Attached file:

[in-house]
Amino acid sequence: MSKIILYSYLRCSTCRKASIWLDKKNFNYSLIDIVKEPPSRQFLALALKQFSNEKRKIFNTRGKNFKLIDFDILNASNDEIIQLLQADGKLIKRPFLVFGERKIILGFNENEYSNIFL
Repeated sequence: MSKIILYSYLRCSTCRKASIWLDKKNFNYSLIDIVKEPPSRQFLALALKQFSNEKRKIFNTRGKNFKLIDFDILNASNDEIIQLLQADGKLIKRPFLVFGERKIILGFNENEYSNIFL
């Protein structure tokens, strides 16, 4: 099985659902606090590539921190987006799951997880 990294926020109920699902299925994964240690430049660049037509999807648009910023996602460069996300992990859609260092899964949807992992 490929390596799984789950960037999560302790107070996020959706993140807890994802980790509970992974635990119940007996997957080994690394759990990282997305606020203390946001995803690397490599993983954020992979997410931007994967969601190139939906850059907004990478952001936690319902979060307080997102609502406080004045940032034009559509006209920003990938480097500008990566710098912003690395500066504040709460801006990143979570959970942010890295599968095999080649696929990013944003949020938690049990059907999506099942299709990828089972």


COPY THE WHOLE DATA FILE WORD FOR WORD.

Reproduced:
[in-house]
Amino acid sequence: MSKIILYSYLRCSTCRKASIWLDKKNFNYSLIDIVKEPPSRQFLALALKQFSNEKRKIFNTRGKNFKLIDFDILNASNDEIIQLLQADGKLIKRPFLVFGERKIILGFNENEYSNIFL
Repeated sequence: MSKIILYSYLRCSTCRKASIWLDKKNFNYSLIDIVKEPPSRQFLALALKQFSNEKRKIFNTRGKNFKLIDFDILNASNDEIIQLLQADGKLIKRPFLVFGERKIILGFNENEYSNIFL
């Protein structure tokens, strides 16, 4: 099985659902606090590539921190987006799951997880 990294926020109920699902299925994964240690430049660049037509999807648009910023996602460069996300992990859609260092899964949807992992 490929390596799984789950960037999560302790107070996020959706993140807890994802980790509970992974635990119940007996997957080994690394759990990282997305606020203390946001995803690397490599993983954020992979997410931007994967969601190139939906850059907004990478952001936690319902979060307080997102609502406080004045940032034009559509006209920003990938480097500008990566710098912003690395500066504040709460801006990143979570959970942010890295599968095999080649696929990013944003949020938690049990059907999506099942299709990828089972």